On May Day, the traditional labor holiday celebrated May 1, tens of thousands of Angelenos filled the streets of downtown to march for the rights of workers and immigrants, and resist the Trump agenda. According to coverage from KCET, LAist and the Los Angeles Wave, groups participating included Coalition for Humane Immigrant Rights of Los Angeles (CHIRLA), Restaurant Opportunities Center of Los Angeles (ROC-LA), Los Angeles Black Worker Center and T.R.U.S.T. South L.A.
Alicia Rivera, an organizer with Communities for a Better Environment (CBE), was featured in an L.A. Times article about her work with the organization in response to Trump’s environmental policies. CBE made more headlines on Grist and DESMOG when youth organizers sued the City of Los Angeles for letting oil companies drill close to their homes and schools. According to Pasadena Weekly and People’s World, CBE also marched alongside other environmental groups in Wilmington for the People’s Climate March. The march protested a merger at Wilmington’s Tesoro plant that would make it the West Coast’s largest fossil fuel facility.
The prestigious Goldman Environmental Prize honored six activists worldwide this year, one per continent, including L.A.’s own mark! Lopez, executive director of East Yard Communities for Environmental Justice. The Huffington Post, NBC News, and The Hindu all covered his achievement.
The Huffington Post reported on Repower L.A., a coalition including SCOPE and Los Angeles Alliance for a New Economy (LAANE). The coalition works with DWP to create green, living wage jobs in South L.A. that involve updating buildings with more efficient plumbing and energy systems.
The L.A. Times also reported on how a Westside drilling site installed unauthorized equipment, and quoted a statement from STAND-LA about how such violations are systemic across the city.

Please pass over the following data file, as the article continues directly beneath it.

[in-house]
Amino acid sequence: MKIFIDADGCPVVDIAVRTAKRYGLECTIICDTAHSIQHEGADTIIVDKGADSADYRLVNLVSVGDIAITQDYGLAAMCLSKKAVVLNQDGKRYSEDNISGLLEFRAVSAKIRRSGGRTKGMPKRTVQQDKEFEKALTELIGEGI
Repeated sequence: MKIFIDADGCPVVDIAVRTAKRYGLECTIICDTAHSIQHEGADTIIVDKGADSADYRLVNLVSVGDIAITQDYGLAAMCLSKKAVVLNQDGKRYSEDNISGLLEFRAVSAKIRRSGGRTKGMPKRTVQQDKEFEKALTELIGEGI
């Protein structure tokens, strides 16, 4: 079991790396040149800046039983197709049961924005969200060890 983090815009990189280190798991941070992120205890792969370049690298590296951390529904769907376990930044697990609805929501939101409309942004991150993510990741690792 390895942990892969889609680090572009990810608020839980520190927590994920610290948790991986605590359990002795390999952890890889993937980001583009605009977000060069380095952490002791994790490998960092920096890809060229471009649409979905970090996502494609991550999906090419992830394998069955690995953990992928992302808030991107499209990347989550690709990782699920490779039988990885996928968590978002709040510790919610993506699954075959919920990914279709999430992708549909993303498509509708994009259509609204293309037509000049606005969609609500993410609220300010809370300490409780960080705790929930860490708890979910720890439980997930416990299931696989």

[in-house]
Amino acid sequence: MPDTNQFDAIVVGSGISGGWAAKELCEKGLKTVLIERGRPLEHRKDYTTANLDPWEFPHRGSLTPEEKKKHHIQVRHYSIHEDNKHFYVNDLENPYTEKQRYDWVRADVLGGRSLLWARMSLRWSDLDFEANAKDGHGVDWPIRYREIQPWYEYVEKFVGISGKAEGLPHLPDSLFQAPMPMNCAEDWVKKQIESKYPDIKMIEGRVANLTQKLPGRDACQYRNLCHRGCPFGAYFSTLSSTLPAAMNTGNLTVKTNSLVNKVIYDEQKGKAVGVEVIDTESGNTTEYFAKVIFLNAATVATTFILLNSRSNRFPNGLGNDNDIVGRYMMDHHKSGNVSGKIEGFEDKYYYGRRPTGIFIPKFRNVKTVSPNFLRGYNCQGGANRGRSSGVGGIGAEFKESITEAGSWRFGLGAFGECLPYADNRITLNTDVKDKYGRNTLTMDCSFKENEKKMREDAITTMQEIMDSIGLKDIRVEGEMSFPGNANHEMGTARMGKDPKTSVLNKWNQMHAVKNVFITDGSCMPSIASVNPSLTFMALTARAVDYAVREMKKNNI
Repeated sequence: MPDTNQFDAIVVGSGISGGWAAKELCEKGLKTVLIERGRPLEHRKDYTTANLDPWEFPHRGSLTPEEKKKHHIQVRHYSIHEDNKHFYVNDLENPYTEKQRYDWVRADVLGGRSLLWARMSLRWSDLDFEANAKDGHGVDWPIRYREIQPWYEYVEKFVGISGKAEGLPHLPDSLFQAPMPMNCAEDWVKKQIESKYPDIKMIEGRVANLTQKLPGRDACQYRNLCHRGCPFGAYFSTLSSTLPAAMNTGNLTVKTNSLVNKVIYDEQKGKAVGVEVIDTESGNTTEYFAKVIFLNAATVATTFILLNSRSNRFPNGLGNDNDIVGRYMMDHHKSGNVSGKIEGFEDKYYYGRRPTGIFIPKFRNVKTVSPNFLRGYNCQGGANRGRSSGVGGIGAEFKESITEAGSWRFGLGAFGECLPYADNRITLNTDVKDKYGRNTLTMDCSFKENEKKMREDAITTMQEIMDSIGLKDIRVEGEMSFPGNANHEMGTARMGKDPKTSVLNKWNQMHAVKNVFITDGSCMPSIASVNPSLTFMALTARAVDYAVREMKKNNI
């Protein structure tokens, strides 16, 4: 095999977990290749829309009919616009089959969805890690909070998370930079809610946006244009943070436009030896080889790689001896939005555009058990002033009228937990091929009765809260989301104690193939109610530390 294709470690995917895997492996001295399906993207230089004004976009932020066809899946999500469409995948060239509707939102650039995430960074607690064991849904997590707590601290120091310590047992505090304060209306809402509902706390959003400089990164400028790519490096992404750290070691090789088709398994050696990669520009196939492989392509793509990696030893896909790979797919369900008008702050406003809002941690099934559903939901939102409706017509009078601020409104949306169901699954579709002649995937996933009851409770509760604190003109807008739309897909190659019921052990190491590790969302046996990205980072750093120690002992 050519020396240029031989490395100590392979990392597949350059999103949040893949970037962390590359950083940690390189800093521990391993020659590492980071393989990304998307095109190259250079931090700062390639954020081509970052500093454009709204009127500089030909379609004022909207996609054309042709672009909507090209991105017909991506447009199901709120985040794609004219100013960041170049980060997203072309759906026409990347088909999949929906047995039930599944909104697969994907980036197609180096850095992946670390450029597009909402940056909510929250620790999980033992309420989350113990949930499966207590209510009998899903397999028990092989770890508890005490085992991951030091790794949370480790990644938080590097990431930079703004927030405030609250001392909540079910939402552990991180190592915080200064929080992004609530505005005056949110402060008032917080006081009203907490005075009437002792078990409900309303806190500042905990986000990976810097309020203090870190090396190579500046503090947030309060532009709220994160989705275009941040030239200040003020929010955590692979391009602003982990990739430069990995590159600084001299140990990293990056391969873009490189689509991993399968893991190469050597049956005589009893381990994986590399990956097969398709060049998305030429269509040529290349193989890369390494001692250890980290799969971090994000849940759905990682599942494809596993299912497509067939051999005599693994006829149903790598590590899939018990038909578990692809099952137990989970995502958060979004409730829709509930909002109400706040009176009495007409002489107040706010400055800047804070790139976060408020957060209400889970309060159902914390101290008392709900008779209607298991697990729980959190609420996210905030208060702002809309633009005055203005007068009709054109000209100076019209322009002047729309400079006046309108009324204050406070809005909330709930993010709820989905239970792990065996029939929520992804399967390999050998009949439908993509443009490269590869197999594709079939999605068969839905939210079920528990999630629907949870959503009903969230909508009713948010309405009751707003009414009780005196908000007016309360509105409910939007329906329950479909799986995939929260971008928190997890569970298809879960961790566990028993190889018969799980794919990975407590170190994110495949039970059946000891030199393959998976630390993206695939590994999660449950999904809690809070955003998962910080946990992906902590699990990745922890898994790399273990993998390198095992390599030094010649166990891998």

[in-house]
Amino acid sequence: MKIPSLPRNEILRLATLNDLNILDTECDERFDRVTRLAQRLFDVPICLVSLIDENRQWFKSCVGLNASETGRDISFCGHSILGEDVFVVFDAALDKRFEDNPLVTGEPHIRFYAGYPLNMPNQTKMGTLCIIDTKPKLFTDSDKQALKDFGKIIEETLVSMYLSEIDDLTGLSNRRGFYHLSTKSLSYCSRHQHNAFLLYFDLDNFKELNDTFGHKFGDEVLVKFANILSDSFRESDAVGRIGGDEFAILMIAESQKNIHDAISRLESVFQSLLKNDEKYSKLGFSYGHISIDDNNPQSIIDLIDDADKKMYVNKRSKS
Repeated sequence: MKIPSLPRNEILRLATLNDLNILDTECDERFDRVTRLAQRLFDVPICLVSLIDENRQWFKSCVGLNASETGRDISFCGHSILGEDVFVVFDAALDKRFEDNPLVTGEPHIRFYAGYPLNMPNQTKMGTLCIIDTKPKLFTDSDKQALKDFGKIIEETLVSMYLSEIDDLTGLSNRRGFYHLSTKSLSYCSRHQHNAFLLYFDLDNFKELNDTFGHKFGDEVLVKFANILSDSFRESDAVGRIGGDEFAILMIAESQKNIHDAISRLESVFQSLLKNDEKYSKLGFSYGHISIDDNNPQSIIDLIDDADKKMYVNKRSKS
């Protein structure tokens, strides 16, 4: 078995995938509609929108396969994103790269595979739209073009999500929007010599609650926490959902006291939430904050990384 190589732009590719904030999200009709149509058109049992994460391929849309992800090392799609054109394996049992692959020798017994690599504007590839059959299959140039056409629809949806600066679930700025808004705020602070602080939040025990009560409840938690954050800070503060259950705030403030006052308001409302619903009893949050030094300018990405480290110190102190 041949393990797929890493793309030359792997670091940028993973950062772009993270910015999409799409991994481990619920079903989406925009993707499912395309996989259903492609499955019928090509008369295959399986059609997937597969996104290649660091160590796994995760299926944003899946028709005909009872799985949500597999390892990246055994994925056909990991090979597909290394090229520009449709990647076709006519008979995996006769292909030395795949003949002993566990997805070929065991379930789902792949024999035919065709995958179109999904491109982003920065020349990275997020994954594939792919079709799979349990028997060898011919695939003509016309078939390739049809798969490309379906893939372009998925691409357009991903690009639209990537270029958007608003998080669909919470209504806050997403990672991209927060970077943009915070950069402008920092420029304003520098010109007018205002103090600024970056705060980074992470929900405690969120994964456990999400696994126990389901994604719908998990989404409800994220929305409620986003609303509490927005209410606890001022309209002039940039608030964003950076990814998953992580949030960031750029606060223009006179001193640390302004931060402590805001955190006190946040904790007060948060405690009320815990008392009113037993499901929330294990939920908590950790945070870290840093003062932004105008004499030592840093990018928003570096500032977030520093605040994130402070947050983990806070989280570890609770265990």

The efforts of Dignity and Power Now have been recognized and reported on in the L.A. Times, Ebony, and the Los Angeles Daily News. The group is continually fighting and advocating for police transparency and the rights of incarcerated people.
With immigration issues continuing to make headlines, Coalition for Humane Immigrant Rights of Los Angeles (CHIRLA) appeared in numerous stories. According to KCET and Nikkei Asian Review respectively, CHIRLA has seen a sharp rise in the number of families asking for help planning for the possibility of a parent’s deportation, and the number of people seeking legal assistance for immigration matters. CHIRLA executive director, Angelica Salas also told L.A. Weekly how fear of deportation makes immigrants less likely to report crimes, and therefore threatens public safety, while according to KPCC, Mayor Garcetti paid a visit to CHIRLA to raise awareness about resources available to immigrants.
The L.A. Times profiled teens with undocumented parents, including a member of InnerCity Struggle (ICS). The article also quoted ICS executive director, Maria Brenes, on the important responsibility of many teens to keep their undocumented parents informed on immigration issues.
According to organizers from Union de Vecinos and Strategic Actions for a Just Economy (SAJE), there has been a spike in landlords using the threat of deportation to evict tenants and cash in on gentrification. LAist and KPCC have more on the alarming trend.
The Los Angeles Blade highlighted CHIRLA for helping make LGBTQ visibility a priority at this year’s May Day march.
Khmer Girls in Action, a women-led community organization advocating for Long Beach’s Southeast Asian community, will celebrate its 20th anniversary this year, as reported by Gazettes.
The Los Angeles Black Worker Center has released a report linking the decline in L.A.’s African American population to a lack of good jobs available to Black workers. People’s World and the Los Angeles Sentinel shared the findings. The Charleston Chronicle highlighted another report co-authored by L.A. Black Worker Center, which explores barriers Black women face to attaining leadership roles in progressive organizing.
KPFA’s program, “Making Contact” interviewed Kathy Hoang of ROC-LA on how worker centers are organizing outside of traditional labor unions.
The fourth annual Renter’s Day L.A., which took place in MacArthur Park, provided legal advice to renters. An ABC 7 report on the event quoted Steve Diaz of LA-CAN, who stressed that renters need more resources to cope with the region’s housing shortage.
Capital and Main described how members of Alliance of Californians for Community Empowerment (ACCE) attended a California State Assembly Committee on Housing and Community Development hearing about the state’s affordability crisis. The article quoted ACCE organizer Gisele Mata, who commented on how extreme the lack of housing has become.